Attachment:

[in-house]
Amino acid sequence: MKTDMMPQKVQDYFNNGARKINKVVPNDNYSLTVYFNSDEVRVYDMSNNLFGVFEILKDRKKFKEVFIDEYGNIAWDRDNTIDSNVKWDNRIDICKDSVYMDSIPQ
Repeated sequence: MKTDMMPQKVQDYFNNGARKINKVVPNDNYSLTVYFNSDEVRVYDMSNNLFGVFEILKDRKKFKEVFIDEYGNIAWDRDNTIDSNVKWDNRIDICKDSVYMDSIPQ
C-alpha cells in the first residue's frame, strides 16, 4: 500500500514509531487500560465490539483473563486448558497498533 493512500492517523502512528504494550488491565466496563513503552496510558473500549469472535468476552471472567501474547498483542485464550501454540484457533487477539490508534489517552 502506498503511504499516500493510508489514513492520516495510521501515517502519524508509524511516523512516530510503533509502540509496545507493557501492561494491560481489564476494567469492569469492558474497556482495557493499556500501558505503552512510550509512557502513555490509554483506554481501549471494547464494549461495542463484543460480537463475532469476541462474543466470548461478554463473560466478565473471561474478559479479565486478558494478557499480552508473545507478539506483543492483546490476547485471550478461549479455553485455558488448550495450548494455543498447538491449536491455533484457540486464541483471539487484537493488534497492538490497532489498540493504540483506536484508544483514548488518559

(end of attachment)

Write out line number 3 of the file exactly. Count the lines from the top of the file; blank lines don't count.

Repeated sequence: MKTDMMPQKVQDYFNNGARKINKVVPNDNYSLTVYFNSDEVRVYDMSNNLFGVFEILKDRKKFKEVFIDEYGNIAWDRDNTIDSNVKWDNRIDICKDSVYMDSIPQ